John Speller's Web Pages Chester & Holyhead Railway

John Speller's Web Pages - L&NWR
Chester & Holyhead Railway LNWR Untitled
The Chester & Holyhead Railway was Incorporated on 4 July 1844 to build a line from Chester to Holyhead, connecting with the Chester & Crewe Railway and thence to what is now known as the West Coast Main Line. The line was mainly envisioned as the means to get the Irish mails from Euston to Holyhead. The engineer was Robert Stephenson (1803-1859) and major engineering works included the Conway and Britannia Tubular Bridges. These two bridges alone cost a total of 2,238,129 11s. 5d. (1/4 billion in twenty-first century terms). The first sod was cut on St. David's Day, 1 March 1845. The line was opened throughout on 18 March 1850 and continues to be one of Britain's major railways. The website has a fine collection of photographs taken along the line.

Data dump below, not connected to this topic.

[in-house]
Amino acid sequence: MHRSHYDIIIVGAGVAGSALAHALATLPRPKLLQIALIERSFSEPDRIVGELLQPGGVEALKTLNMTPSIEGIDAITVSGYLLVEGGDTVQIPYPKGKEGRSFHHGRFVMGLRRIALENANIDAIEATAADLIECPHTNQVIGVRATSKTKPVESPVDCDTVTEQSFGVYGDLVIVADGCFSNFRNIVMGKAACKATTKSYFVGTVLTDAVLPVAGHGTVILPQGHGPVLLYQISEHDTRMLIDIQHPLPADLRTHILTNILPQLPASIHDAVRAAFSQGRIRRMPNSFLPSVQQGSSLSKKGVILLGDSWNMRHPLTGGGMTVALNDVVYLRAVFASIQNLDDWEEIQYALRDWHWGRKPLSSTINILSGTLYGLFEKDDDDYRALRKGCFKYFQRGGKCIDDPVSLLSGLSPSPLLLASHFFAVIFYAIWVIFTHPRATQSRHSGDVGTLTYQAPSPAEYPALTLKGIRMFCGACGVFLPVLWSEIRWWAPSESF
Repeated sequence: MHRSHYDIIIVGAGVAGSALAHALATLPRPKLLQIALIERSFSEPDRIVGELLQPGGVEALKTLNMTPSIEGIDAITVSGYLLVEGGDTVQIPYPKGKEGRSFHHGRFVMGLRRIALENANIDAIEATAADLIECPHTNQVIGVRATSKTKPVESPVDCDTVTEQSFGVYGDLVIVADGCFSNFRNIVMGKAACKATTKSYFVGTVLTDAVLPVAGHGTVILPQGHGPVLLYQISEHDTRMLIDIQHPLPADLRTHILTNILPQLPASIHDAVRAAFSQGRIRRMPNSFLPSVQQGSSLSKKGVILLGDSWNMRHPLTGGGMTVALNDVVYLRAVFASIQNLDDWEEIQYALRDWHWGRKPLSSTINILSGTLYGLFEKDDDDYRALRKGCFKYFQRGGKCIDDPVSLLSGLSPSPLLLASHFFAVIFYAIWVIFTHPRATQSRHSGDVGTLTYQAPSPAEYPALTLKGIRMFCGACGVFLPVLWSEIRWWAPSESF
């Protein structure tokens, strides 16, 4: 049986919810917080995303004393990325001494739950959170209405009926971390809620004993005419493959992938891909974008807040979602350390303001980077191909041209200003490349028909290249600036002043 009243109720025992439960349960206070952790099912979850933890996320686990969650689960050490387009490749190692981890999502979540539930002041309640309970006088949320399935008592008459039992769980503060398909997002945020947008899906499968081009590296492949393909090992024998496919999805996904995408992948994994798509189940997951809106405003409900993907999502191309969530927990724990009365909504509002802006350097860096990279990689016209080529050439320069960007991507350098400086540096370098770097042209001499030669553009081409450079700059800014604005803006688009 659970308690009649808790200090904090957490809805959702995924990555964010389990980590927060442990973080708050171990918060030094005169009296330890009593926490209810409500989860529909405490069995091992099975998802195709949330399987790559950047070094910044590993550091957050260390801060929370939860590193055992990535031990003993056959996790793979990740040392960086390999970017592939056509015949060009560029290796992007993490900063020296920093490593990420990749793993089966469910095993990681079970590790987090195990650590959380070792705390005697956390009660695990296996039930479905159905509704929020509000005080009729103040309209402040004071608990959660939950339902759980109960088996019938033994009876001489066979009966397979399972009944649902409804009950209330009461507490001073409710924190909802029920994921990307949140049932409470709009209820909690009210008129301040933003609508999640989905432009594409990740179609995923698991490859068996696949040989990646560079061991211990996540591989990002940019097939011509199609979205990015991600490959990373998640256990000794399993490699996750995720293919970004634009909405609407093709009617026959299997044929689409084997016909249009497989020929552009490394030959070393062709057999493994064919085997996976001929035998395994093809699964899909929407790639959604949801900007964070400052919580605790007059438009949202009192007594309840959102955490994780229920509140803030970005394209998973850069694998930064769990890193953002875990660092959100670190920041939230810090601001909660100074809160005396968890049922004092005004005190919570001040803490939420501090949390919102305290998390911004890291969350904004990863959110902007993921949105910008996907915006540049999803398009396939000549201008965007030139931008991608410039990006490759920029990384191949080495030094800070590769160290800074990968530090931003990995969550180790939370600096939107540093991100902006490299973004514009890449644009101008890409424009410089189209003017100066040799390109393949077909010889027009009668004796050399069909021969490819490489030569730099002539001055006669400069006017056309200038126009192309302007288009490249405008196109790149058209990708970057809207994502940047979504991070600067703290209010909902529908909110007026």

Map of the Chester & Holyhead Railway
Conway station with Stanier Class 5 4-6-0 No. 44765 on a train on 7 September 1962. Image Copyright Ben Brooksbank and licensed for reuse under this Creative Commons Licence
Conway Tubular Bridge. Note how this was designed to blend with Conway Castle, which is immediately next to it
Bangor in 1852 from a lithograph by G. Humphreys. My great-grandfather, John Humphreys, owned the row of terraced townhouses that can be seen at the lower end of Upper Bangor. Note also Saint Deiniol's Cathedral in the center of the picture, and the London & North Western Northern Division green livery of the Allan 2-2-2 locomotive.
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